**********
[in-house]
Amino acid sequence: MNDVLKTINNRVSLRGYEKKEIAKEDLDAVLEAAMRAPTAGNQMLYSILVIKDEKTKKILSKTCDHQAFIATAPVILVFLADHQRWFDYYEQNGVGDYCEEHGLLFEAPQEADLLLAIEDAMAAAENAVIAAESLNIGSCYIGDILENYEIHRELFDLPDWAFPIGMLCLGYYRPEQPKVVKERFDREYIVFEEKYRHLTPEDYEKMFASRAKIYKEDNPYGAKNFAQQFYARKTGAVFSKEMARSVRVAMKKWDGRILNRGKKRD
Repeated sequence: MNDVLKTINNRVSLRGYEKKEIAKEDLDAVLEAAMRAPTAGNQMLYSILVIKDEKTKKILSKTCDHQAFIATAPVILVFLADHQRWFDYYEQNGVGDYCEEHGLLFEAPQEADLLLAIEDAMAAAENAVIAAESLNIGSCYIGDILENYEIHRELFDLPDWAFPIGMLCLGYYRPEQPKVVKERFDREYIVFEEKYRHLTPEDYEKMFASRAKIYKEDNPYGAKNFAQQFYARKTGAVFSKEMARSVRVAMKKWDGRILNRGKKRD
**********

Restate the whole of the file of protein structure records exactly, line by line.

[in-house]
Amino acid sequence: MNDVLKTINNRVSLRGYEKKEIAKEDLDAVLEAAMRAPTAGNQMLYSILVIKDEKTKKILSKTCDHQAFIATAPVILVFLADHQRWFDYYEQNGVGDYCEEHGLLFEAPQEADLLLAIEDAMAAAENAVIAAESLNIGSCYIGDILENYEIHRELFDLPDWAFPIGMLCLGYYRPEQPKVVKERFDREYIVFEEKYRHLTPEDYEKMFASRAKIYKEDNPYGAKNFAQQFYARKTGAVFSKEMARSVRVAMKKWDGRILNRGKKRD
Repeated sequence: MNDVLKTINNRVSLRGYEKKEIAKEDLDAVLEAAMRAPTAGNQMLYSILVIKDEKTKKILSKTCDHQAFIATAPVILVFLADHQRWFDYYEQNGVGDYCEEHGLLFEAPQEADLLLAIEDAMAAAENAVIAAESLNIGSCYIGDILENYEIHRELFDLPDWAFPIGMLCLGYYRPEQPKVVKERFDREYIVFEEKYRHLTPEDYEKMFASRAKIYKEDNPYGAKNFAQQFYARKTGAVFSKEMARSVRVAMKKWDGRILNRGKKRD